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Storm Chasers remember one of their own

7:29 AM, Jun 3, 2013   |    comments
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A Colorado storm chaser - known as one of the best in the world - died Friday, along with his son during a violent tornado outbreak in Oklahoma.

Friends and family say Tim Samaras' name was synonymous with tornadoes and storm chasing. He spent more than 30 years in awe of tornadoes and trying to figure out how they work. He is credited with changing the science of chasing.

Fellow storm chasers regard Samaras as a "the best there was" and say he was more than just an amazing scientist and engineering, but he was a good person and so passionate about chasing.

"Whether you've been chasing a week or twenty years Tim would sit down and have a twenty minute conversation with you. He made time for everyone," Storm Chaser Scott Hammel said.

Samaras designed technology that captured images inside of nature's most violent and powerful weather phenomenon. His colleagues say he always stressed safety as being the number one priority, but with that he was able to discover research that was truly one of a kind.

"He was one of the first people that ever designed a probe that goes inside tornadoes. He designed something that could have cameras in it, something that could record weather measurements and something that could be put on the ground and not being sucked up by a tornado. He uses a lot of high speed cameras to measure and record bolts of lightning hitting the ground," Hammel said.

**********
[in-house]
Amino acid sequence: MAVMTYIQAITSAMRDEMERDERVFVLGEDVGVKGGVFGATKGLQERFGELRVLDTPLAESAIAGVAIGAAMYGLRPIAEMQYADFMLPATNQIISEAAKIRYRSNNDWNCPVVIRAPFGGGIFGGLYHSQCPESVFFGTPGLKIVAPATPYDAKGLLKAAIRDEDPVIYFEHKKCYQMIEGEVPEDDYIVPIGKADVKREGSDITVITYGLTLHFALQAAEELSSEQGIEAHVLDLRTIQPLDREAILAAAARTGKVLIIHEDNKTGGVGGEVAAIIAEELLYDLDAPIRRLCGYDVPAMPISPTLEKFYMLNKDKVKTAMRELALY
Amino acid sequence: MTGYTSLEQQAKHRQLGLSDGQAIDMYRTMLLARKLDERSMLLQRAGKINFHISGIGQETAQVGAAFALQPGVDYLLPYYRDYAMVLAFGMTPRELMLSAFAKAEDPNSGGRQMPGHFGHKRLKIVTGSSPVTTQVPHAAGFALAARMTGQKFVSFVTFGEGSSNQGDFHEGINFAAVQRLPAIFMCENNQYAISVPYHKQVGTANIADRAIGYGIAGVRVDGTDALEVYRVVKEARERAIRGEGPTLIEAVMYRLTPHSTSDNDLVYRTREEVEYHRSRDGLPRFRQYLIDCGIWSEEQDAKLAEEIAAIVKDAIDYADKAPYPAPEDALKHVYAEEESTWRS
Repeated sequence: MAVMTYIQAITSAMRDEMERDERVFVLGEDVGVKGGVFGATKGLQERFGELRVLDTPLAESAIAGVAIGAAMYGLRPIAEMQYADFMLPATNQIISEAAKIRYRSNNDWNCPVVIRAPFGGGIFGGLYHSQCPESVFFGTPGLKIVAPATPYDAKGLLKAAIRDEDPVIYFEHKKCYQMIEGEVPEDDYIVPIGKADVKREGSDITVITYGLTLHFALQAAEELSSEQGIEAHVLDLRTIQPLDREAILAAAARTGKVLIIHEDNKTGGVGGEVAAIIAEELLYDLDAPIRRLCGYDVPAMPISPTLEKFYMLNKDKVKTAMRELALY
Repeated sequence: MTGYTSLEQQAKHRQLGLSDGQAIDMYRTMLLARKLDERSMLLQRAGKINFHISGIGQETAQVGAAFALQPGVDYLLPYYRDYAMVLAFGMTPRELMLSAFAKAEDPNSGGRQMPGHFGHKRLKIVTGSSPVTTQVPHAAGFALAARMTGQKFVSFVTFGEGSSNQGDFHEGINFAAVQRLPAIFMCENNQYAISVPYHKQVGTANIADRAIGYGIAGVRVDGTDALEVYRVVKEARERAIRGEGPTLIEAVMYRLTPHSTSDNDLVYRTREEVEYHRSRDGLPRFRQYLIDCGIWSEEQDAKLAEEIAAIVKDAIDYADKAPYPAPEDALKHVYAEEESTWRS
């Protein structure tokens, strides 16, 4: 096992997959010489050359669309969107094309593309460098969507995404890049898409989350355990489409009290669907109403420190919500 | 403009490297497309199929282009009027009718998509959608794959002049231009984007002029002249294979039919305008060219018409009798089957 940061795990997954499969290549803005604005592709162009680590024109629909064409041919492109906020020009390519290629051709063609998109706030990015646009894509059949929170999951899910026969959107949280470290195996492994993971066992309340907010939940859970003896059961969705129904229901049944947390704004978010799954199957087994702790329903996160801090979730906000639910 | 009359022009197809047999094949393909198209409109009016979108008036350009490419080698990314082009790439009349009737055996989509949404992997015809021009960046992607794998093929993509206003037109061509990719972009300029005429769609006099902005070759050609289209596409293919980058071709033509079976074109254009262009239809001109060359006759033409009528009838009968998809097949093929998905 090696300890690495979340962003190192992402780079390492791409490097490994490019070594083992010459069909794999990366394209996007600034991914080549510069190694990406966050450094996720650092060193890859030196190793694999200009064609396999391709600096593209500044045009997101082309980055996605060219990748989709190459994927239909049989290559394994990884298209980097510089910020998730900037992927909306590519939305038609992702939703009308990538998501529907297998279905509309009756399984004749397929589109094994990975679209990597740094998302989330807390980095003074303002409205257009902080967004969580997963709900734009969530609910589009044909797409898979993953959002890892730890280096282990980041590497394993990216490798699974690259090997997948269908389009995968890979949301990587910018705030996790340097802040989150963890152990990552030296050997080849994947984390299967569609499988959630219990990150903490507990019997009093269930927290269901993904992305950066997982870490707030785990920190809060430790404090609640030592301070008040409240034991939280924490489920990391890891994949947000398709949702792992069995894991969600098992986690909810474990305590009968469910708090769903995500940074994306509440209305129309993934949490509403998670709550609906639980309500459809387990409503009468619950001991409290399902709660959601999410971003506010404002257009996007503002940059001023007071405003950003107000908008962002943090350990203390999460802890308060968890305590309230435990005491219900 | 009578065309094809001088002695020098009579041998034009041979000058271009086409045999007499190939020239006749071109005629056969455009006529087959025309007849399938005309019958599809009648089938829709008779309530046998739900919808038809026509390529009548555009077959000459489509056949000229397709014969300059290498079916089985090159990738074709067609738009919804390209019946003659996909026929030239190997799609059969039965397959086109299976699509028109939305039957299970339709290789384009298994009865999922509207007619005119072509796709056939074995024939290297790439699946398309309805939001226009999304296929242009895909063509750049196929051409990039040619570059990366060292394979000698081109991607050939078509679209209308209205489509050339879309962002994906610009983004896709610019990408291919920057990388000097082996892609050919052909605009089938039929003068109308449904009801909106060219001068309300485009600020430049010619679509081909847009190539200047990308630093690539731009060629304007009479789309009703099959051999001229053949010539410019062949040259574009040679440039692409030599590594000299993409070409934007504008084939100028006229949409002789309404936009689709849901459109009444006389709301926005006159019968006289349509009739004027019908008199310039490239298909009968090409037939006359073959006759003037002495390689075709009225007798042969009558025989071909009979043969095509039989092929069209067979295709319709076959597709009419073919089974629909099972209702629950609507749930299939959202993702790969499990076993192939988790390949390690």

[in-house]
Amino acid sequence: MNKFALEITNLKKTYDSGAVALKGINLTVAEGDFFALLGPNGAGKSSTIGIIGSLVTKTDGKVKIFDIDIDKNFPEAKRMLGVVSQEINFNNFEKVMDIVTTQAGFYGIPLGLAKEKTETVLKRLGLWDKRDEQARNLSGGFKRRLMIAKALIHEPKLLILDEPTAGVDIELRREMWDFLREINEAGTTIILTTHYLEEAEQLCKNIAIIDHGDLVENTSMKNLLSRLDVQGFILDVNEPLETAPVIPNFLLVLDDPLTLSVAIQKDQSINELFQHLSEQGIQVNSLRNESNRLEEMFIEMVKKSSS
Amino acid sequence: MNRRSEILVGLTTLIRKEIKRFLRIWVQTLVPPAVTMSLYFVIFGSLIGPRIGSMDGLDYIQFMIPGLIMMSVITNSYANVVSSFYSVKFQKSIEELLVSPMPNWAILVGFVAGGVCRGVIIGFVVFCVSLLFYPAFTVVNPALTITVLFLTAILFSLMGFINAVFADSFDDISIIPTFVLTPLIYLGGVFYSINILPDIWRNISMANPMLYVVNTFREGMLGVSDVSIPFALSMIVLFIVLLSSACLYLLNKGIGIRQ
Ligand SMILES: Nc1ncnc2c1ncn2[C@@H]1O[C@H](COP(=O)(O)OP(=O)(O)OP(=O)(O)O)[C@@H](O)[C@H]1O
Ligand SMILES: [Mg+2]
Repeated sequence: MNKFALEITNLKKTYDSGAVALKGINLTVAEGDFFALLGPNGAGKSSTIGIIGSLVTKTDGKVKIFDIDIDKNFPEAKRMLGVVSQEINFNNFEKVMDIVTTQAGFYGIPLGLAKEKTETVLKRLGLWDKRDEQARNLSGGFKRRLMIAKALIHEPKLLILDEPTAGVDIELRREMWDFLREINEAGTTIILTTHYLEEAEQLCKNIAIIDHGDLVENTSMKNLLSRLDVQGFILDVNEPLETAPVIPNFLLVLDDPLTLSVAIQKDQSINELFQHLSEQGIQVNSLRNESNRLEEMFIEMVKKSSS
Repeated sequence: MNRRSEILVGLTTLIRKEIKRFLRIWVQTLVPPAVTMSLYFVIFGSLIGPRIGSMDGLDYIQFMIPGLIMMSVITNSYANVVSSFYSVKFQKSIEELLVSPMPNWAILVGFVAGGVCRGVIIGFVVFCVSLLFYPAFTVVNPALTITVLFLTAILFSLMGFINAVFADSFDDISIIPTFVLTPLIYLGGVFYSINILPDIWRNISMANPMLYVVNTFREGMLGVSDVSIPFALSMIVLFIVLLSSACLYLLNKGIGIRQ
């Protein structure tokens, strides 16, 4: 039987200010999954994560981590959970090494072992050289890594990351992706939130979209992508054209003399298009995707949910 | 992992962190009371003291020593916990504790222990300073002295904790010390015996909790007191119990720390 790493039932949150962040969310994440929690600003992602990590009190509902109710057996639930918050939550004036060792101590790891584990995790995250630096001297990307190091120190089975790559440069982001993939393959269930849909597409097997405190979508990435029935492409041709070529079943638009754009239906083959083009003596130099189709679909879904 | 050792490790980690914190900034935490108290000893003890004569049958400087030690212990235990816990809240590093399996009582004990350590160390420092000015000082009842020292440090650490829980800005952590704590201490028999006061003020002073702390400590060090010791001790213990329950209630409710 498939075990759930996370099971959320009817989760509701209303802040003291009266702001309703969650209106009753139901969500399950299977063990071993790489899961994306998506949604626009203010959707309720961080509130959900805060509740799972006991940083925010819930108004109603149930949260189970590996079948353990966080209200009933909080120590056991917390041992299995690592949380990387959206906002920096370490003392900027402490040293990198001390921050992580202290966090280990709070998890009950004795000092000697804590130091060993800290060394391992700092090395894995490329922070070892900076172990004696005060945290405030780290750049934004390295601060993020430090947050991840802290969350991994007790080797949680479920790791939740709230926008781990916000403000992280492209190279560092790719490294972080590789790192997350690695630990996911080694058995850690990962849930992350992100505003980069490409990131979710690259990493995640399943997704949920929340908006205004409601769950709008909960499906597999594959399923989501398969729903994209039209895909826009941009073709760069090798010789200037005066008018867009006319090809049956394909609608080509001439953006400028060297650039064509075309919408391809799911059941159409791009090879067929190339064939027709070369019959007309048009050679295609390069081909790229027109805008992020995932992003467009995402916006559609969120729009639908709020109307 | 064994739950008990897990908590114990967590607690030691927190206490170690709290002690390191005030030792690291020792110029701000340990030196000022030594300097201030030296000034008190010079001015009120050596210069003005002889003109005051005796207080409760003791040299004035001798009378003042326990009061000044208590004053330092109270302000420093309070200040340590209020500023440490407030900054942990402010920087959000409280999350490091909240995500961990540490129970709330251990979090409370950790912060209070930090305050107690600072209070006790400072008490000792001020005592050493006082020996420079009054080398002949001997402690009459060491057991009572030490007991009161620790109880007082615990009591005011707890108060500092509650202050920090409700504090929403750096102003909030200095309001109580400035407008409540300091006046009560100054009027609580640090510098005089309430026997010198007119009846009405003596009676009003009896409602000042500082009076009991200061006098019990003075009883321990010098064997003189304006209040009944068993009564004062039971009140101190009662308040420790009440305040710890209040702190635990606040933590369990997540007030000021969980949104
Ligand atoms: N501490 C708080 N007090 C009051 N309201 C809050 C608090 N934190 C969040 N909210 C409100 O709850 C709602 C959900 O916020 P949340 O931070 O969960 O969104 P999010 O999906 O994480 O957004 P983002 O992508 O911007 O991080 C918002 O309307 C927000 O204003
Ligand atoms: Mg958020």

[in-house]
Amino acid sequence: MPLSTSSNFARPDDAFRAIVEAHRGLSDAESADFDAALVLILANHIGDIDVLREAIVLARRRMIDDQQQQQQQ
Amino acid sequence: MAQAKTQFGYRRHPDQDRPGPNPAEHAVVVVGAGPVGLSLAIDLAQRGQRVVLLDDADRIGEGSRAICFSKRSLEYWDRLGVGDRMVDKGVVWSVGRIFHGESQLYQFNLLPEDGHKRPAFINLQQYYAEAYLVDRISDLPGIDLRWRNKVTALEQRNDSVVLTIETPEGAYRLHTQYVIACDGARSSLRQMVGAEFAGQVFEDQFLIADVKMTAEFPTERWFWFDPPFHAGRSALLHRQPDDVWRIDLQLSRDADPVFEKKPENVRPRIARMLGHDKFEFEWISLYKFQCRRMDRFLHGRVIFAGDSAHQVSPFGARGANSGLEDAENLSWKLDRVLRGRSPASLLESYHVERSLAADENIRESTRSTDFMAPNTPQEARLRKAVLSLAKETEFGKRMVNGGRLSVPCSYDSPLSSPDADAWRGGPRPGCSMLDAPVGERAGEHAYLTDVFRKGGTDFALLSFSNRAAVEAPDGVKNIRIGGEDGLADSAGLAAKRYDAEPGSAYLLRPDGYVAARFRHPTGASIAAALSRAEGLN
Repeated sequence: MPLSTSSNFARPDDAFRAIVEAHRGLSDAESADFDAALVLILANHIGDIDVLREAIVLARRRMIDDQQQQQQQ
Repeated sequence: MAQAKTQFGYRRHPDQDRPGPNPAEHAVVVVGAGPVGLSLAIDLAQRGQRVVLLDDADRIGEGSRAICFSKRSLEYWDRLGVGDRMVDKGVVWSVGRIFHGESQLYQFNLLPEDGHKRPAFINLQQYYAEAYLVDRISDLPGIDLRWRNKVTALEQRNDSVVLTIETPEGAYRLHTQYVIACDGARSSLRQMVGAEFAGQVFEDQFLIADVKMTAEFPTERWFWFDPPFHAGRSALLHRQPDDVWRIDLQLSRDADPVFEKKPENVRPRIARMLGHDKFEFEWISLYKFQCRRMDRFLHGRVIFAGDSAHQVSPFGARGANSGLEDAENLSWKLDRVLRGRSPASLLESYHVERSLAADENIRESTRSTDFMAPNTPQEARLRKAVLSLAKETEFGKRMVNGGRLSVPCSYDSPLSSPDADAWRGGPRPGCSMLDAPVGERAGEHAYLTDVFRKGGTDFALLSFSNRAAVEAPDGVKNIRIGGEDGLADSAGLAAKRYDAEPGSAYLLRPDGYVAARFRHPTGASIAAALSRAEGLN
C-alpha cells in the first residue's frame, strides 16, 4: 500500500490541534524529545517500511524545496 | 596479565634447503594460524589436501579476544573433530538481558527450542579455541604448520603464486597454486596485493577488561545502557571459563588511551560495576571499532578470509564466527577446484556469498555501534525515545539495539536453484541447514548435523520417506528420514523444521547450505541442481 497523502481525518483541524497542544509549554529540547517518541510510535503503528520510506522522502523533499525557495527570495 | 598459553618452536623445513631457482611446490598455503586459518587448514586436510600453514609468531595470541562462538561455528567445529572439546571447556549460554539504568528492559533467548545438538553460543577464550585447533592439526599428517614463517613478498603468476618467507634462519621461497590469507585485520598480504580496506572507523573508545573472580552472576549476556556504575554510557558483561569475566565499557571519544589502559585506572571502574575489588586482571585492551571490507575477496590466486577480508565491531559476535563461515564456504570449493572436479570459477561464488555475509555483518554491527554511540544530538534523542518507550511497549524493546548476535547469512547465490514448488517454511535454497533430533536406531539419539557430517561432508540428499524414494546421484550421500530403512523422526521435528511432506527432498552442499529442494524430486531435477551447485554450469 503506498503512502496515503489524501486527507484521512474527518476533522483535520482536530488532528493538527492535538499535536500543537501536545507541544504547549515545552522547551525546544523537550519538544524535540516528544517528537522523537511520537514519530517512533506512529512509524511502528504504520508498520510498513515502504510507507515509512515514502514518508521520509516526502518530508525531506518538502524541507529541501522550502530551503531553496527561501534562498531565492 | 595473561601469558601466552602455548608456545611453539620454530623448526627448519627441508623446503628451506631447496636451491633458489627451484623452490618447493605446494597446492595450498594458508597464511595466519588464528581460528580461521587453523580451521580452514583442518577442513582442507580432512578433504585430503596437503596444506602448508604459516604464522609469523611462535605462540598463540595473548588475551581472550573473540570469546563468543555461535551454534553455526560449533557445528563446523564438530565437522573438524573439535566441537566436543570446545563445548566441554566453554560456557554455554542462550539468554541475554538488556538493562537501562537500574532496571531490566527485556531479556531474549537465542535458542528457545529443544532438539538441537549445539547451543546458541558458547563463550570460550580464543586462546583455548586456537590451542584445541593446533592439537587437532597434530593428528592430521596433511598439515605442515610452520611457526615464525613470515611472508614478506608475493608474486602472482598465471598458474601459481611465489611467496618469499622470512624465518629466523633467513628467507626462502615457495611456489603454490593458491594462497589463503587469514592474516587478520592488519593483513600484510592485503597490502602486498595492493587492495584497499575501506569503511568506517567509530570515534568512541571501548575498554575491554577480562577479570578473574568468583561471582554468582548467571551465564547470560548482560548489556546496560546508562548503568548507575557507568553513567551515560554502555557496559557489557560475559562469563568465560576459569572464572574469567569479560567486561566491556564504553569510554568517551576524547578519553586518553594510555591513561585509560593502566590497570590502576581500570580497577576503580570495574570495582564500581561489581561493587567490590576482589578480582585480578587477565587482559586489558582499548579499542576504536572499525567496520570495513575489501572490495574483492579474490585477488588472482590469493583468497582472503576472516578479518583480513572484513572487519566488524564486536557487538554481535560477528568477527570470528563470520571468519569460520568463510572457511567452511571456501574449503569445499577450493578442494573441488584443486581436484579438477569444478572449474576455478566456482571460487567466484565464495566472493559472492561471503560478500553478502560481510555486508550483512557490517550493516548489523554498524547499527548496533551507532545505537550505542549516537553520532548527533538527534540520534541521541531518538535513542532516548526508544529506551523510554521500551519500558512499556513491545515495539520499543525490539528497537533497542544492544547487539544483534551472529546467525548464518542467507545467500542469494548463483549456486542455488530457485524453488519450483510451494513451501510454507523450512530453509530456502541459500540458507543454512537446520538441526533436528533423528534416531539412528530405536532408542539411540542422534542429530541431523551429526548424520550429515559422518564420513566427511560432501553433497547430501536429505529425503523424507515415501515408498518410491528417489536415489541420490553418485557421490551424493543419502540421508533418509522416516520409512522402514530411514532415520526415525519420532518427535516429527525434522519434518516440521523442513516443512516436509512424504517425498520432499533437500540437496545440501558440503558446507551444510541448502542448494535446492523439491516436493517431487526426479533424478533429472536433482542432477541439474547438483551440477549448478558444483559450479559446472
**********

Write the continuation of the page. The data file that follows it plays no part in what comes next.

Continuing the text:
His family says the 55-year-old along with his son 24-year-old Paul, were killed while out doing what they did better than nearly anyone else - chasing tornadoes in Oklahoma. Their friend, 45-year-old Carl Young was also killed. Carl's friends say he was just as passionate about storm chasing and helping to save the lives of others. Friends say any chance Carl had, he would be in the field chasing tornados with Tim.

The Samaras were both born and raised in Lakewood but were living in Bennett, Colorado.

Samaras last tweet was Friday afternoon: "Dangerous day ahead for OK, stay weather savvy."

Tim's wife Kathy and two daughters, Amy and Jennifer issued the following statement:

"We would like to express our deep appreciation and thanks for the out pouring of support to our family at this very difficult time. We would like everyone to know what an amazing husband, father, and grandfather he was to us. Tim had a passion for science and research of tornadoes. He loved being out in the field taking measurements and viewing mother nature. His priority was to warn people of these storms and save lives. Paul was a wonderful son and brother who loved being out with his Dad. He had a true gift for photography and a love of storms like his Dad. They made a special team. They will be deeply missed. We take comfort in knowing they died together doing what they loved. Please keep us in your thoughts and prayers."

KUSA

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